First-time buyers need average deposit of nearly £59,000, which is £12,000 more than a year ago, study finds
- First time buyers need £12,000 more for a deposit than this time last year
- Halifax study found deposit requirement increased in every region of the UK
- Wales was found to have most significant increase with average amount increasing by 26%
- Comes as lenders set to take part in 5% deposit mortgage guarantee scheme
First-time buyers face needing to find nearly £12,000 more for a deposit than they would have done a year or so ago, analysis has found.
The typical deposit that a first-time buyer needs to put down has increased in every UK nation or region over the past year and now averages an eye-watering £59,000, according to the research from Halifax.
Halifax compared average first-time buyer deposit sizes in the 12 months to February 2020 with the 12 months to February 2021.
It found that, in London for example, the average deposit size being put down by people taking their first step on the property ladder had increased by more than £20,000.
First-time buyers face needing to find nearly £12,000 more for a deposit than they would have done a year ago, analysis by Halifax bank has found. Deposits now average nearly £59,000
Lenders will be taking part in a new 5 per cent deposit mortgage guarantee scheme announced by Chancellor Rishi Sunak (pictured) later this spring, which should boost the availability of ultra-low-deposit deals
In the 12 months to February 2020, the average deposit put down by first-time buyers in London was calculated at £111,321, but in the 12 months to February 2021 it was put at £132,685.
House price increases as well as requirements to put down a bigger deposit as a percentage of the house price mean that first-time buyers have needed to stump up more cash.
Across the UK, the average first-time deposit is now £58,986 or around 23 per cent of the house purchase price, Halifax found, marking an £11,677 increase compared with an average deposit of £47,309 or 20 per cent of the house purchase price a year ago.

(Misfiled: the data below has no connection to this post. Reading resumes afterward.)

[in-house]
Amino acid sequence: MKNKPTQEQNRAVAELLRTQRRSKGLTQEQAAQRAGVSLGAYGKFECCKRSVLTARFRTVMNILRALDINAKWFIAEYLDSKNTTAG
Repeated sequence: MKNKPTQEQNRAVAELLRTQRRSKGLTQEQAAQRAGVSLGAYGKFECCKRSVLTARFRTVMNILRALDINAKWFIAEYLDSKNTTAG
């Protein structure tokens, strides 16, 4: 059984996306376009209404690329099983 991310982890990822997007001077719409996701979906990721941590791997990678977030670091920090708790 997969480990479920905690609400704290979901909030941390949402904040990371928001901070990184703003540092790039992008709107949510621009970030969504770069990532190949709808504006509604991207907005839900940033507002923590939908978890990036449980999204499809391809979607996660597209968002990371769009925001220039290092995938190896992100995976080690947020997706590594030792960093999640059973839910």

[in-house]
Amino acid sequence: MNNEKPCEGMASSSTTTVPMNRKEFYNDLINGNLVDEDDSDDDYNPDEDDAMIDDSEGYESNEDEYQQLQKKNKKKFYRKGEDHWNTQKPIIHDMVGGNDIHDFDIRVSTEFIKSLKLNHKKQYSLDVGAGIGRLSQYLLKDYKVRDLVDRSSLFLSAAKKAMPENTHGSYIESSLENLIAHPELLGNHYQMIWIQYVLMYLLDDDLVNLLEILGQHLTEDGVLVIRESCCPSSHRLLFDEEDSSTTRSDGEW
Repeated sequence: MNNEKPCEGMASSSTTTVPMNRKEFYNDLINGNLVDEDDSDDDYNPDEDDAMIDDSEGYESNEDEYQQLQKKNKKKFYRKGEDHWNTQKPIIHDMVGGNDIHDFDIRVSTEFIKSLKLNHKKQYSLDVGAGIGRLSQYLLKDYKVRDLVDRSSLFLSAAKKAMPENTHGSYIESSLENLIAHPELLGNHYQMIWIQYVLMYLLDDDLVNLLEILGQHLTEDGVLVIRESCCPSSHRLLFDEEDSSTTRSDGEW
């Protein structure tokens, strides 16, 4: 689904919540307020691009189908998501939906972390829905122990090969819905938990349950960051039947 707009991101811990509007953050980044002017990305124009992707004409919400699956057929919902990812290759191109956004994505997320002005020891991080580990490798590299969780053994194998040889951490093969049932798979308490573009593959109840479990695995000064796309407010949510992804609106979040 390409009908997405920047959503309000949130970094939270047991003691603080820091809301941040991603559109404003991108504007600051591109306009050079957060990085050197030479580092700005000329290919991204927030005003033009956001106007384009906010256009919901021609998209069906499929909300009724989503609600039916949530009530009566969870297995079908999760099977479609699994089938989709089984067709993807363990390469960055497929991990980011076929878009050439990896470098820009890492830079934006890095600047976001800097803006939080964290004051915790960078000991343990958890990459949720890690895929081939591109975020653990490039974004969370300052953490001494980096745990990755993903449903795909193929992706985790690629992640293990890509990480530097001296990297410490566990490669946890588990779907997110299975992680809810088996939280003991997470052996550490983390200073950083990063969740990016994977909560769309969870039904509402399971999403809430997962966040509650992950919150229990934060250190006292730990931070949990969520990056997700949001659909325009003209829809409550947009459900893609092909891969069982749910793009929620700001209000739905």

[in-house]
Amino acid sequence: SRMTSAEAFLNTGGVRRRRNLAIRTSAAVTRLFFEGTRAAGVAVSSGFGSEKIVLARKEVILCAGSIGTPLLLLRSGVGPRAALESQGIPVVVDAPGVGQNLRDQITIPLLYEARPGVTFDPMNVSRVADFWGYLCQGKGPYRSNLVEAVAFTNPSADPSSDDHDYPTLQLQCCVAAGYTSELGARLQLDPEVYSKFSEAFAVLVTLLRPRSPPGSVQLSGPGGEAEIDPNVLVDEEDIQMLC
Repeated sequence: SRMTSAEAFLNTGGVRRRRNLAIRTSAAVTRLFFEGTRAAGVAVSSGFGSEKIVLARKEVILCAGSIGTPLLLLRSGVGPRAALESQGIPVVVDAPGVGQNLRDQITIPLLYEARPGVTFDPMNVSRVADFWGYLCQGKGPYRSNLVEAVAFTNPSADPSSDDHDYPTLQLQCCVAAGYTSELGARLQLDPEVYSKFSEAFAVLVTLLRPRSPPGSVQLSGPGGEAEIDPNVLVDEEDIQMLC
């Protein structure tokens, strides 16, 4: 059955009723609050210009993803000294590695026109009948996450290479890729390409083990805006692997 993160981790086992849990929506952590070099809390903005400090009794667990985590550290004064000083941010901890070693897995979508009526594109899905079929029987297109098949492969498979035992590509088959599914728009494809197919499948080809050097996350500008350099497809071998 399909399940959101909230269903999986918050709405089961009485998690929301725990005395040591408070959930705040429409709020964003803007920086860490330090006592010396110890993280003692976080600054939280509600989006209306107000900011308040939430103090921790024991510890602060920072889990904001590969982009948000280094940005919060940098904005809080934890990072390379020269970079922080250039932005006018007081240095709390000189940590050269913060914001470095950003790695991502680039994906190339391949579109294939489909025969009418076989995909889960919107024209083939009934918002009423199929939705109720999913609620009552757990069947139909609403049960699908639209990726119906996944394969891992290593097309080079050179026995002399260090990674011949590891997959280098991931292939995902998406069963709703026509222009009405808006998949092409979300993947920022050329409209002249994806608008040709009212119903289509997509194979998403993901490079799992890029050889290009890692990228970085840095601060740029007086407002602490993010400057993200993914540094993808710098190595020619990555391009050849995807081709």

Many low-deposit mortgages disappeared from the market last year amid concerns about the impact of the coronavirus pandemic on the wider economy.
Lenders will be taking part in a new 5 per cent deposit mortgage guarantee scheme later this spring, which should boost the availability of ultra-low-deposit deals.
However, would-be home buyers will still need to make sure they meet lenders’ criteria to qualify, which could be difficult for some as the pandemic takes its toll on the jobs market.
More than 120,000 residential property sales were recorded in January, according to new figures released by HM Revenue and Customs
Andrew Asaam, mortgages director at Halifax, said: ‘We know that lockdown restrictions have made it more practically challenging for those buying and selling, but the stamp duty holiday has helped drive record levels of mortgage approvals as those held back by lockdown race to make savings.
‘Raising a deposit is still the biggest struggle for those looking to take their first step on to the property ladder.’
He continued: ‘We know that first-time buyers will benefit from steps that make a deposit more attainable and we’re committed to lending £10 billion to help people buy their first home this year.
‘Additional support for high loan-to-value (LTV) lending such as introducing a new version of the Help to Buy mortgage guarantee scheme in April will help make owning their own home a reality for those who have no other way of making it happen.’
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